What’s Screening: September 19 – 25

The big event this week is the one-day Silent Autumn festival. I’ve placed festival films at the bottom of this newsletter.

C+ The Zero Theorem, 4-Star, Elmwood, opens Friday. In the 1980s, Terry Gilliam’s new film  feels like a less-effective retreat of his brilliant Brazil. Like that far superior picture, imageit’s set in a dystopian society that may be in the future, but in some strange ways feels like the past. Christoph Waltz stars as a brilliant programmer and mathematician trying to solve an impossible problem while his corporate overlords track him closely and watch everything he does. Although visually exciting and occasionally provocative, The Zero Theorem doesn’t actually go anywhere. See my full review.

A Giant, Pacific Film Archive, Saturday, 7:00. James Dean only plays a supporting role in George Steven’s sprawling epic about 20th-century Texas. The picture really imagebelongs to Rock Hudson and Elizabeth Taylor as a couple who marry almost on a whim and have to find common ground in the long decades of their marriage. As they age, the world evolves around them, with a world war, changing attitudes about race and gender, and a cattle economy transitioning to an oil-based one. Dennis Hopper plays Hudson and Taylor’s grown son, while Dean grows from his usual alienated youth to a middle-aged man. As James Dean’s last picture, it’s appropriate that Giant closes the series James Dean, Restored Classics from Warner Bros.

B+ American Pie, UA Berkeley, Thursday, 9:00. It’s easy to dismiss a Hollywood-financed horny teenager comedy as commercial schlock–especially one followed by imagetwo sequels. But this story of four male high school seniors determined to lose their virginity, and help their friends do the same, manages to be both raunchy and sweet, as well as very funny. Despite the Hollywood polish, it’s a reasonably accurate look at young, male sexuality. I know; I’ve been there.

A Red Desert, Castro, Wednesday, 7:00. No one has ever called Michelangelo Antonioni’s study of pollution and madness a thriller, yet it filled me with a red_desertsense of foreboding and dread that Alfred Hitchcock seldom matched. Monica Vitti holds the screen as a housewife and mother struggling to maintain her slipping sanity. It’s no surprise she’s breaking down; her husband manages a large factory spewing poison into the air, water, and ground (Antonioni made absolutely sure that his first color film would not be beautiful). Carlo Di Palma’s brilliant camerawork adds to the sense of mental isolation. On a double bill with Mickey One, which I haven’t seen.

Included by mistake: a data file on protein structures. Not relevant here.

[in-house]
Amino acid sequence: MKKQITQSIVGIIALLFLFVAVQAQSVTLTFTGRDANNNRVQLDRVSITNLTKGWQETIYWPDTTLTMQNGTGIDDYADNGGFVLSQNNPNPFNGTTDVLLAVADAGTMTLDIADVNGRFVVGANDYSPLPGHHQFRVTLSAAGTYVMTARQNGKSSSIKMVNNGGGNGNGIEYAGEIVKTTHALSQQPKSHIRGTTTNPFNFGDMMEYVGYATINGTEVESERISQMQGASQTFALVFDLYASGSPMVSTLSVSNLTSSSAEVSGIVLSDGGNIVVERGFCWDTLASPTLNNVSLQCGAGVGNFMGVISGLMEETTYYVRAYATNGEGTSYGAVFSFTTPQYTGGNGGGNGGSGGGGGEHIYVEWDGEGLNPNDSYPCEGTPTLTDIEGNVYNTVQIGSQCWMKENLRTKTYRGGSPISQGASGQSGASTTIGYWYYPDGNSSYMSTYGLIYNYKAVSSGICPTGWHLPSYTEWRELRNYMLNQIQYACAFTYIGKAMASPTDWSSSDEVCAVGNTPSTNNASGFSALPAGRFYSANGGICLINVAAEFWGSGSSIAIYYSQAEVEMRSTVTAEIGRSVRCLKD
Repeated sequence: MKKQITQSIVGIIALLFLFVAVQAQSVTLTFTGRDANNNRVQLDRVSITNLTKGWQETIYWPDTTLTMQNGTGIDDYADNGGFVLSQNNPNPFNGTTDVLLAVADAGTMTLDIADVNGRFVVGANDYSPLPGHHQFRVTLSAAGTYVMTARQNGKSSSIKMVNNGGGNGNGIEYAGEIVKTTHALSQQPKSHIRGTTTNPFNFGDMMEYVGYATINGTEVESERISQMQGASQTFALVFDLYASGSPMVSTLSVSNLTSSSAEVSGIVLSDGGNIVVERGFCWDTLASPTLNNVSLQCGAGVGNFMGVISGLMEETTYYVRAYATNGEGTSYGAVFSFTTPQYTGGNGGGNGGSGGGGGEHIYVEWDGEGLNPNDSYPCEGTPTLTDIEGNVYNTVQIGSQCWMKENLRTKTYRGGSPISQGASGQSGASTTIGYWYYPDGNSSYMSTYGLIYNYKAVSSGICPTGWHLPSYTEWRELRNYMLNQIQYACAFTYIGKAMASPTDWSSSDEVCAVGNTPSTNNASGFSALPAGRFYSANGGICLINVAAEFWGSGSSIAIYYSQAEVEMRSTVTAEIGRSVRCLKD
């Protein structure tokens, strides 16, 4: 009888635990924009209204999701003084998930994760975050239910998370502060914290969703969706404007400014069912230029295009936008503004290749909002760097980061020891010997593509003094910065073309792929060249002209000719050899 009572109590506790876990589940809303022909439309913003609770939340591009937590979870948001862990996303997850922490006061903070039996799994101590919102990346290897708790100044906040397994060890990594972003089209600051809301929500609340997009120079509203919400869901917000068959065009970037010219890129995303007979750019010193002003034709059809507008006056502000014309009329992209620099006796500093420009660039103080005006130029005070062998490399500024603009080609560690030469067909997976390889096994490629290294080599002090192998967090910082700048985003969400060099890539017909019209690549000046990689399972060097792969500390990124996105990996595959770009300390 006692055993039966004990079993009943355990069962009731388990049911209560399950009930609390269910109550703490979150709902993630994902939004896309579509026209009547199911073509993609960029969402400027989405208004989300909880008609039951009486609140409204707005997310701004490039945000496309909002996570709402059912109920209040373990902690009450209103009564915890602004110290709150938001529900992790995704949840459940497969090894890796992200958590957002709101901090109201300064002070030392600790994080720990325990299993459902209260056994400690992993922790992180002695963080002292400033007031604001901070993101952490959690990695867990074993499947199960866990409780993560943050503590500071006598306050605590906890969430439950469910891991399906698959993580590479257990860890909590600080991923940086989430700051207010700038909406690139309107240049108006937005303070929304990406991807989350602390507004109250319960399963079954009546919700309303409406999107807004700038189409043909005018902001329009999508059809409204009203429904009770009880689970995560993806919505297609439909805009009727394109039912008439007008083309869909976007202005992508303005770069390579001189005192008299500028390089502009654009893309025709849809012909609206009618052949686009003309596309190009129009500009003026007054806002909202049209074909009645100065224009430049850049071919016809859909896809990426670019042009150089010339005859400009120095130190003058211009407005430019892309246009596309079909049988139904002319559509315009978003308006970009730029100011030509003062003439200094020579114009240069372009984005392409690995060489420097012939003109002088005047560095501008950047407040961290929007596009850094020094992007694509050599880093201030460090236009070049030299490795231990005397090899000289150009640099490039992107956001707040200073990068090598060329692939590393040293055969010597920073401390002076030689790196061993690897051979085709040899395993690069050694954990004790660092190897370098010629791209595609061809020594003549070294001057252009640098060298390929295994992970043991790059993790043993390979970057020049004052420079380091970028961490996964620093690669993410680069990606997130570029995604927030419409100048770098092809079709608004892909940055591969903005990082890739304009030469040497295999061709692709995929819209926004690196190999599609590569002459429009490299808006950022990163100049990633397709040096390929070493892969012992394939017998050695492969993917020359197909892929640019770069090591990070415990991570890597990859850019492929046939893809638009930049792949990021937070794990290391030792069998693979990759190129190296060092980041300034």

A+ Charlie Chaplin’s Silent Short Films, Roxie, Sunday, 2:00. Free admission for kids under 12. This selection includes three films from Chaplin’s amazing Mutual imageperiod–The Adventurer, Easy Street, and The Immigrant. All three are near-perfect examples of silent comedy. Also on the program, his second film and first as the Tramp, Kid Auto Races at Venice. Live scores provided by local musicians V.Vale, Ethan Li, Kevin Baricar, Benji Marx, and Matt Norman. Part of the Roxie Kids series.

B- Rebecca, Alameda, Tuesday and Wednesday. With its few fleeting moments of suspense, Alfred Hitchcock’s first American film feels little like a Hitchcock movie.imageBasically a weepie, it stars Joan Fontaine as a young American who marries a British aristocrat (Laurence Olivier), only to find that she has to compete with the memory of his dead first wife. This entertaining melodrama includes a fine, over-the-top performance by  Judith Anderson as the brooding servant who cannot bear to think that a usurper has replaced her lady. This was Hitchcock’s only Best Picture Oscar winner, which just goes to show you how silly the Oscars can be.

B To Be Takei, New Parkway, opens Friday. Who would have guessed that, almost 50 years after Star Trek first premiered, George Takei would be the most beloved imagemember of the original cast. And why not? A childhood in a World War II relocation camp for Japanese Americans, a part in the iconic sci-fi TV series, and coming out as gay at age 67 all make for a great story. Jennifer M. Kroot has created an ordinary documentary about this extraordinary person, filled with interviews, video of Takei and husband Brad Altman going about their daily business, and old movie and TV clips. It’s the story, not the story-telling, that makes this film worth seeing. Read my full review.

B Tarzan and His Mate, Stanford, Monday and Tuesday. The second and the best of the Johnny Weissmuller Tarzan movies, while still juvenile–and, let’s face it, racist–imageentertainment, feels very different from the dumb sequels that followed. At this stage in their lives, Weissmuller and Maureen O’Sullivan made a very sexy Tarzan and Jane, and since the movie was pre-code, the sexuality didn’t have to be hidden. (Okay, the nude swimming scene was cut soon after the film’s release, but it has since been restored.) The stars’ chemistry and the story’s general outlandishness makes for a fun evening. On a double bill with something called Love Is a Headache.